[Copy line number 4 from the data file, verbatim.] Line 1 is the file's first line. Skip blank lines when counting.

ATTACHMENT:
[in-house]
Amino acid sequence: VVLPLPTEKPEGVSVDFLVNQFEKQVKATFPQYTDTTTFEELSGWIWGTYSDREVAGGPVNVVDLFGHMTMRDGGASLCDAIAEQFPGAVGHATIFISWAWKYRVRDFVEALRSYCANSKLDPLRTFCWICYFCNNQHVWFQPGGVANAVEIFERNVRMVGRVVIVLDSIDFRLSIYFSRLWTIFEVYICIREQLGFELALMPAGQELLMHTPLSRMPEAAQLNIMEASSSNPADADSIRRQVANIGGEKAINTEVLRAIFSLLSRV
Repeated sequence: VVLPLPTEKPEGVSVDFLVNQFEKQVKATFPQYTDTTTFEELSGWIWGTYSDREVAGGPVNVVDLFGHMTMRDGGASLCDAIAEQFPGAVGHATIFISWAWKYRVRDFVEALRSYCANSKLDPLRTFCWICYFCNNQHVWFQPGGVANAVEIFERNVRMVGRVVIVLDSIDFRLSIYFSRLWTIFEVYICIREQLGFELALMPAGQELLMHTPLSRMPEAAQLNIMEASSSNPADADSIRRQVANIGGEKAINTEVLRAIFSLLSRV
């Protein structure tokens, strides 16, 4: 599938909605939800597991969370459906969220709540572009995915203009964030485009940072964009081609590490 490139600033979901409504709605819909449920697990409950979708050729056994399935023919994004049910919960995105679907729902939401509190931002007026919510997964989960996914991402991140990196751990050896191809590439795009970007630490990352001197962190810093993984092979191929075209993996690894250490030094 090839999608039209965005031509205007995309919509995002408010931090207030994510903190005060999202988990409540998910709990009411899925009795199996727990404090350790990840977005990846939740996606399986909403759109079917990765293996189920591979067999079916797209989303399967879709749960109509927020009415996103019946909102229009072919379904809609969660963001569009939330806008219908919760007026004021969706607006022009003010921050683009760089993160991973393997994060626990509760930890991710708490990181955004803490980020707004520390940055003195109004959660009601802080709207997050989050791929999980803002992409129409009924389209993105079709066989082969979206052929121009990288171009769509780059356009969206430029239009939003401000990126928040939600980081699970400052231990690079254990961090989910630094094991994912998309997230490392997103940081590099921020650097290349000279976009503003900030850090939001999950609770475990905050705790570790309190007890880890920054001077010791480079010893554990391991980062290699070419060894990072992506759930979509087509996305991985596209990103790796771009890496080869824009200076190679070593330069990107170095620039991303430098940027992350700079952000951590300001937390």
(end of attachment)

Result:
């Protein structure tokens, strides 16, 4: 599938909605939800597991969370459906969220709540572009995915203009964030485009940072964009081609590490 490139600033979901409504709605819909449920697990409950979708050729056994399935023919994004049910919960995105679907729902939401509190931002007026919510997964989960996914991402991140990196751990050896191809590439795009970007630490990352001197962190810093993984092979191929075209993996690894250490030094 090839999608039209965005031509205007995309919509995002408010931090207030994510903190005060999202988990409540998910709990009411899925009795199996727990404090350790990840977005990846939740996606399986909403759109079917990765293996189920591979067999079916797209989303399967879709749960109509927020009415996103019946909102229009072919379904809609969660963001569009939330806008219908919760007026004021969706607006022009003010921050683009760089993160991973393997994060626990509760930890991710708490990181955004803490980020707004520390940055003195109004959660009601802080709207997050989050791929999980803002992409129409009924389209993105079709066989082969979206052929121009990288171009769509780059356009969206430029239009939003401000990126928040939600980081699970400052231990690079254990961090989910630094094991994912998309997230490392997103940081590099921020650097290349000279976009503003900030850090939001999950609770475990905050705790570790309190007890880890920054001077010791480079010893554990391991980062290699070419060894990072992506759930979509087509996305991985596209990103790796771009890496080869824009200076190679070593330069990107170095620039991303430098940027992350700079952000951590300001937390």